I have spent last several weeks getting acquainted with an entirely new landscape. Up until now, I have only experienced life in suburban or city settings. I am currently learning the ways of the living countryside in Northeast San Diego. I have to say, it is beautiful here. I have witnessed some of the most magnificent sunsets. And the land here is buzzing with life: horses, cows, bunnies, coyotes, roosters, owls, peacocks, hawks... and many more blooming, breathing, living specimen. But, other than the various mutterings of these creatures, it has been very quiet (this is the part I’m still getting used to). That said, I know my season here will be full of lessons to learn and I am trying to examine them tenderly as they materialize. My first lesson presented itself in the form of a dead lizard on the driveway.
It's true. The poor little creature was basking in the glorious California sunshine when it was suddenly, fatally, squashed under the tire of my car.
The next night, as I was driving home, I also noticed one of our beloved wild bunnies hopping away frantically to escape my car as I was pulling into the driveway once more. In fact, I had to slam on my brakes to avoid another accident. This is when I realized that I tend to move so quickly from place to place that I never even have the time to attend to the environment around me.
This is almost the law of the “land” in big cities, of course. After years of commuting in L.A., navigating the vicious traffic of the 405 (those of you that know, know), I learned to move quickly and without hesitation, or else get stuck behind and never reach my destination. I didn’t care if I had to cut everyone else off on the road, I had to get to my lecture on time! I had students waiting for me! It was crucial, a matter of life or death (well, that's how it felt in my anxiously beating heart).
My freeway mentality illustrates the dangers of life in a "Type A city." Type A cities are fast-paced cities in which rushed behaviors (e.g., talking, walking, and working quickly) are a cultural norm. Due to the high levels of stress associated with this pace, residents of Type A cities are at a greater risk for developing heart disease . Similarly, a meta-analysis on urban living and health outcomes found that residents living in urban settings were at a greater risk for developing anxiety and depression, compared to those in rural settings . Finally, we know that even the noise levels in different environments can be linked with health outcomes. One study found that people living in more quiet settings were more likely to report better sleep, greater well-being, and less daily irritation or annoyance .
In my own experience, I find that this new landscape has also kindled a greater need for mindfulness. In the city, I was shielded from experiencing the negative consequences of my rushing, in part because of something social psychologists refer to as "deindividuation," or the loss of self-awareness that occurs in the context of large groups. Driving along a busy freeway, contained in the protective bubble of my car, it was easy to discount and malign all of the other people on the road with me because I never even had to look them in the eyes. However, arriving at this new landscape in the country, I share a much more intimate space with the other living beings all around me. This new setting has made it glaringly apparent how my actions can and do affect everything around me. Adapting to this new environment and pace of life, I am prompted to more carefully tune in to the details of what is going on moment by moment.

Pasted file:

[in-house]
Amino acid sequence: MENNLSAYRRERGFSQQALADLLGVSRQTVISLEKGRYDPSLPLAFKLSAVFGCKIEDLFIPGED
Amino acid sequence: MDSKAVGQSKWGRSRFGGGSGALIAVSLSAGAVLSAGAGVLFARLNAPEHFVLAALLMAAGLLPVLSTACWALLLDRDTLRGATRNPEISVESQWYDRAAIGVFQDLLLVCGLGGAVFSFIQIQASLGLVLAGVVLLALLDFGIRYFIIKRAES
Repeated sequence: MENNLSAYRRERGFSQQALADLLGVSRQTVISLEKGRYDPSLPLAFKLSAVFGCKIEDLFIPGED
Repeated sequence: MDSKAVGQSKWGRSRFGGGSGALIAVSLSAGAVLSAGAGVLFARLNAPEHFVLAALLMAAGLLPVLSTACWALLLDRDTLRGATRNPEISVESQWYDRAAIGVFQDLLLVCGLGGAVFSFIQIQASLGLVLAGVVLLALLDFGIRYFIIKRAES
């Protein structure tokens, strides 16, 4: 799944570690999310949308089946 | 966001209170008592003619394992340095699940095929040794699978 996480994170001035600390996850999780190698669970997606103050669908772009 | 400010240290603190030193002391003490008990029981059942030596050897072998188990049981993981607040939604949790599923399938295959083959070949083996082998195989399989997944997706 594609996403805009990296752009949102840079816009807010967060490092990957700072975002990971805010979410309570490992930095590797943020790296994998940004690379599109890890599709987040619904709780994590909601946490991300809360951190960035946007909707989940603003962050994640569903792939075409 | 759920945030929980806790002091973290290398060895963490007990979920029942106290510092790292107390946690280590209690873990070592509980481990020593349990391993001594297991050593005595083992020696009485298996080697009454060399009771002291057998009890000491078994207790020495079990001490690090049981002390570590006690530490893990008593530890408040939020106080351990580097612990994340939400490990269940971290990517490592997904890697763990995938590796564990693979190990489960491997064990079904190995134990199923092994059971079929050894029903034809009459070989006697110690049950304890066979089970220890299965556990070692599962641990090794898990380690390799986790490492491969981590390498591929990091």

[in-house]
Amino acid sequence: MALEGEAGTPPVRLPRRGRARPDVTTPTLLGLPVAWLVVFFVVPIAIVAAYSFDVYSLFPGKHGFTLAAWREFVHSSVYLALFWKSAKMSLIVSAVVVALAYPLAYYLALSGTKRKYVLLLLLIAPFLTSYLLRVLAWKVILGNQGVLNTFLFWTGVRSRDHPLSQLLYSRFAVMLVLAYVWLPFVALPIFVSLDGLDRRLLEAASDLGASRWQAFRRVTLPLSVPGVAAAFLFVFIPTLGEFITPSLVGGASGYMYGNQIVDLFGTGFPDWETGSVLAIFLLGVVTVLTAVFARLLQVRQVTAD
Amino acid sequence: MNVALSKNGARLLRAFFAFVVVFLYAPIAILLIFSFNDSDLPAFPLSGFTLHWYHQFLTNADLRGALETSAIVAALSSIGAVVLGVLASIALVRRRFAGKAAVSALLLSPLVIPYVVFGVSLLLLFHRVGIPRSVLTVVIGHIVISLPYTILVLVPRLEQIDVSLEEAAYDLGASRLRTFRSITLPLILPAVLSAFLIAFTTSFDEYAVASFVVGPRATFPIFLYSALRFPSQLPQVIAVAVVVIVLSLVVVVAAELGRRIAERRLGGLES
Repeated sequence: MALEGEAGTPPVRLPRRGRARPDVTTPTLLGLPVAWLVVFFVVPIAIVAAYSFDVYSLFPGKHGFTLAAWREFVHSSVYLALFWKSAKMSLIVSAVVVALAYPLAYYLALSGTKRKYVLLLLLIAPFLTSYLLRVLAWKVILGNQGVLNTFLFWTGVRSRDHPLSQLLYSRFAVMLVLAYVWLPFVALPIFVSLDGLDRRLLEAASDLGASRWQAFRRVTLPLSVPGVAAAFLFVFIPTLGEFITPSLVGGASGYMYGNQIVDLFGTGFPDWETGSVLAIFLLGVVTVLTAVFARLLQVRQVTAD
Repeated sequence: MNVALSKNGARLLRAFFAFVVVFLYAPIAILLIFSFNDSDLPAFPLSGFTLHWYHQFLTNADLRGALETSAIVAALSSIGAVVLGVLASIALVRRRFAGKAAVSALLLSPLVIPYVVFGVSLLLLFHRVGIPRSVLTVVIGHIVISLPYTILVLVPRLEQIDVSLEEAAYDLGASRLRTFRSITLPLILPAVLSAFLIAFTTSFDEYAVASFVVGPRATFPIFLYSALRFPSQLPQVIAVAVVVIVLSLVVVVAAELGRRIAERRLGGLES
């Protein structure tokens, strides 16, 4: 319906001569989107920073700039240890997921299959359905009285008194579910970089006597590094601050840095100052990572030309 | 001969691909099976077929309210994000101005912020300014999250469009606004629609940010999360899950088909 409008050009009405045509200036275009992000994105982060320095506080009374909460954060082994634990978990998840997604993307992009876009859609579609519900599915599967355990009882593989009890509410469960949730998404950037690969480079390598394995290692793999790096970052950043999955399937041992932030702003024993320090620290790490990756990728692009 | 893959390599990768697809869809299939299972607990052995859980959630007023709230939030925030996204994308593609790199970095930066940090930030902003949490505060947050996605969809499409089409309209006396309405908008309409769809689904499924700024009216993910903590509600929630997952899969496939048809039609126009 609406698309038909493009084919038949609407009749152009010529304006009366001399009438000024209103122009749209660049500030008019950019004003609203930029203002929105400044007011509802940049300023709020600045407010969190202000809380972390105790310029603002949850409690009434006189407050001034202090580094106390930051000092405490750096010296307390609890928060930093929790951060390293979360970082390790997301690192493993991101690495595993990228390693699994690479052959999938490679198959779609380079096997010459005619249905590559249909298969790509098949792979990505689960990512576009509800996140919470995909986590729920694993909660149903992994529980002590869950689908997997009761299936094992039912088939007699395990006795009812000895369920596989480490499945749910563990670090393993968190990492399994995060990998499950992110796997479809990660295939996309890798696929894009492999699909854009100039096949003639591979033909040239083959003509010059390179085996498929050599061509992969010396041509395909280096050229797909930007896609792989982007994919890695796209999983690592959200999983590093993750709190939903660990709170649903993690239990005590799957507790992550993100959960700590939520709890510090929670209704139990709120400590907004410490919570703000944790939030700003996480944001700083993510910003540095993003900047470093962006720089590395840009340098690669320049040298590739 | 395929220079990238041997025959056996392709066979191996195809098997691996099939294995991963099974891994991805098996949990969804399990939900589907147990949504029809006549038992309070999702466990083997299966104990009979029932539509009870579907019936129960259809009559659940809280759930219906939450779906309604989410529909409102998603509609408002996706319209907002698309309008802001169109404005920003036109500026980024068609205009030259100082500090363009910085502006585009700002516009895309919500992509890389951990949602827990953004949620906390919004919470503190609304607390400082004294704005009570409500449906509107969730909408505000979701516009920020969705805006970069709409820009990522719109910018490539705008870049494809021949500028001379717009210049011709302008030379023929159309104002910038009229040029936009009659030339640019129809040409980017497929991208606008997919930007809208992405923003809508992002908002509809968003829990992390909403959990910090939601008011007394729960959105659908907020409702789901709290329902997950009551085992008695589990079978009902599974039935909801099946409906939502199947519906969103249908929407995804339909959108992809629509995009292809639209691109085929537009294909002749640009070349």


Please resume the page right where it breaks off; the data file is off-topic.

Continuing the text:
In this way, I am learning to relinquish my habit of rushing around and marching blindly ahead. Instead, I am learning to listen to the natural rhythmic cues provided by the environment. For example, I know when I hear the roosters, the day is about to begin, so I should savor the last few moments in bed. And when I hear the peacocks mewing at twilight, I should probably go outside and admire the sunset. I am also learning to pause and look around before taking my next steps, so I don't keep killing the tiny lizards and bunnies that are naive to my "busy" and "important" schedule. I am learning to allow nature to set the pace for a while.
It is a metaphor that translates to so much in my life right now. It’s a lesson I think I could benefit from even more when I find myself in big, bustling cities. In fact, I hope to bring it with me everywhere I go.
I hope this post serves as a reminder for you to take some time today to pause for yourself. Wherever you find yourself, I am willing to bet that you will discover more depth and richness in any given moment, if you only take the time to listen and look for it.
1. Levine, R. V., Lynch, K., Miyake, K., & Lucia, M. (1989). The Type A city: Coronary heart disease and the pace of life. Journal of Behavioral Medicine, 12(6), 509-524.
2. Peen, J., Schoevers, R. A., Beekman, A. T., & Dekker, J. (2010). The current status of urban‐rural differences in psychiatric disorders. Acta Psychiatrica Scandinavica, 121(2), 84-93.
3. Öhrström, E., Skånberg, A., Svensson, H., & Gidlöf-Gunnarsson, A. (2006). Effects of road traffic noise and the benefit of access to quietness. Journal of Sound and Vibration, 295(1), 40-59.